TCU and West Virginia were recent additions to the conference after Colorado, Missouri, Nebraska and Texas A&M left. They might be able to easily leave given their lack of long ties to the conference. The more likely scenario would be the Big 12 hunting for other schools to fill the spots. Houston and SMU might be natural additions.
Oklahoma State and TCU have had good football programs for quite some time. Baylor, Iowa State, Kansas State, Texas Tech and West Virginia have also had their moments in recent history. The conference would still have some decent football, but without Oklahoma and Texas, they would completely lack a national respect. They would be regarded as a second-tier conference that wouldn’t factor into the championship picture in college football.
A major conference shakeup could be coming in college sports, but Texas A&M may be trying to stand in the way of it happening.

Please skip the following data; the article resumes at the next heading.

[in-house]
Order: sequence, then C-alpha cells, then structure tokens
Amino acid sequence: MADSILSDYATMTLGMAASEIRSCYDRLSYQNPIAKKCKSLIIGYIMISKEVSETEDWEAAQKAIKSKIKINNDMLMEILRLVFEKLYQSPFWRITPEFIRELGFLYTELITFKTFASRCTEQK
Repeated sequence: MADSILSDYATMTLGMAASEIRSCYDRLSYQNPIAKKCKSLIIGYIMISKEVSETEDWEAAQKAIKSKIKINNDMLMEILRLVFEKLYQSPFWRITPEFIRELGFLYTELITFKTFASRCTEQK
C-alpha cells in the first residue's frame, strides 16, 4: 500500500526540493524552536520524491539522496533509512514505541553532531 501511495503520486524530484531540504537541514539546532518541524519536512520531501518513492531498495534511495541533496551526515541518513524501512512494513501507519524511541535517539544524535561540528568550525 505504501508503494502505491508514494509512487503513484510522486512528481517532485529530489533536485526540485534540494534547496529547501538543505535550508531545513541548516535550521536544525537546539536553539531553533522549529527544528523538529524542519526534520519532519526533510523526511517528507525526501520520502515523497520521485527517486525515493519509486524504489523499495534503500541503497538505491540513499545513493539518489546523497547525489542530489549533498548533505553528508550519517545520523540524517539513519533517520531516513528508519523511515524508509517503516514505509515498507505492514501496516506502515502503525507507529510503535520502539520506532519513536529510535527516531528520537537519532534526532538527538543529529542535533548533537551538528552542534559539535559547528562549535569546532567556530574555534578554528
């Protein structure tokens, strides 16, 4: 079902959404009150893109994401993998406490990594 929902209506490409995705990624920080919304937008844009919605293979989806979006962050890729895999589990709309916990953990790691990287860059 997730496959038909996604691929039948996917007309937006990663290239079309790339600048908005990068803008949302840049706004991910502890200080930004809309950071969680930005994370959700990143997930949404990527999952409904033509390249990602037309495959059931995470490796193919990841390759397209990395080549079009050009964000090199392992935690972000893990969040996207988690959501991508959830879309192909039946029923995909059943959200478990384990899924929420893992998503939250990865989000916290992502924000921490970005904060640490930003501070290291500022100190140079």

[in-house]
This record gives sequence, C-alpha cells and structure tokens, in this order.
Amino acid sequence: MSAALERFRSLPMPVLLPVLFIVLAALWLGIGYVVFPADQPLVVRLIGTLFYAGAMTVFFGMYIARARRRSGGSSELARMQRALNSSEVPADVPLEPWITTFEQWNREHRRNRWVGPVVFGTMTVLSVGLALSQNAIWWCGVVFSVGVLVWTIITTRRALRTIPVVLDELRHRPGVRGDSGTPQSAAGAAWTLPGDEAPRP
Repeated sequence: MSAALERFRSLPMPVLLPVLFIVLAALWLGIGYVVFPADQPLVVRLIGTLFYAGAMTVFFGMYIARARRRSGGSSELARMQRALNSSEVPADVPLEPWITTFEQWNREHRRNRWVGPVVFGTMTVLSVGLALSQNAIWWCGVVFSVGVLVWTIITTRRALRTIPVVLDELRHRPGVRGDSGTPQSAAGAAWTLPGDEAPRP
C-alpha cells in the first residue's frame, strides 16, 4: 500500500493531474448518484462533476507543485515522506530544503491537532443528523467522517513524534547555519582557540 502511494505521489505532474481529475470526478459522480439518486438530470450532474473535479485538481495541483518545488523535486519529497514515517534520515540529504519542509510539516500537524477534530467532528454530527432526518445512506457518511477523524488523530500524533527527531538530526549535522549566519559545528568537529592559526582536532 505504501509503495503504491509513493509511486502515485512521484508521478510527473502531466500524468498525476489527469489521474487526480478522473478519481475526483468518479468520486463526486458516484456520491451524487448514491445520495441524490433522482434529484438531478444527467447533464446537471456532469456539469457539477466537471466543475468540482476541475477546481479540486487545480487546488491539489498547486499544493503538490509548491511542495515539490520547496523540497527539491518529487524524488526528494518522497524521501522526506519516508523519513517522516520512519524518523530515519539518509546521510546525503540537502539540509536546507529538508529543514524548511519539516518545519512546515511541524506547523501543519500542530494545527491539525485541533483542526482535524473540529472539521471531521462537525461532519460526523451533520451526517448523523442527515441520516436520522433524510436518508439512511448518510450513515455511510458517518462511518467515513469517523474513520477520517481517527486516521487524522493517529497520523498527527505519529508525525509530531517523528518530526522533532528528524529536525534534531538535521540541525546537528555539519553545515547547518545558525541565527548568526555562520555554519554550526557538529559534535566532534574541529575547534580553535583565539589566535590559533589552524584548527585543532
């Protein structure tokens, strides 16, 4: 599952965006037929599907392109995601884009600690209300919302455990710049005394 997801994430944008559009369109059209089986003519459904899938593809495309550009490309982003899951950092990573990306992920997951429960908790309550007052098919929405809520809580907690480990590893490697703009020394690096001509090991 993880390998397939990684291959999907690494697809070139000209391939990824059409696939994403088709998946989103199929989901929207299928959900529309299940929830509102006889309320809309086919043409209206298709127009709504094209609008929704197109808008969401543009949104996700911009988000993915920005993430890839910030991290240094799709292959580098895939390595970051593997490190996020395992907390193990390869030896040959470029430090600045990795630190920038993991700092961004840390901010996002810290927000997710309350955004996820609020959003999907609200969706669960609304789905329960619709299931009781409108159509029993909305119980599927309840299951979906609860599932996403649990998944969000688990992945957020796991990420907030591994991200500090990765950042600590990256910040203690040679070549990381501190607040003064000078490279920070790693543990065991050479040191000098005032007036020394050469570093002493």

The Houston Chronicle’s Brent Zwerneman reported on Wednesday that Texas and Oklahoma have reached out to the SEC about joining their conference. Zwerneman went as far as to say an announcement about the two schools moving to the SEC could come within the next few weeks. Now, some are wondering if Texas A&M may have planted the story.
Pete Thamel of Yahoo Sports laid out some of the reasons Texas A&M would be motivated to pull back the curtain on talks of Oklahoma and Texas joining the SEC. At the moment, Texas A&M is the only team from Texas in the country’s strongest football conference. They probably don’t want the Longhorns joining them. The logic is that Texas A&M may have leaked the story so that political forces and fans could push back against the conference shakeup and potentially scuttle it.
As Thamel notes, Texas A&M athletic director Ross Bjork was one of the few SEC ADs who attended SEC Media Days this week. Thamel wonders if that was a “convenient way to shine a spotlight on Texas’ reported conversations.”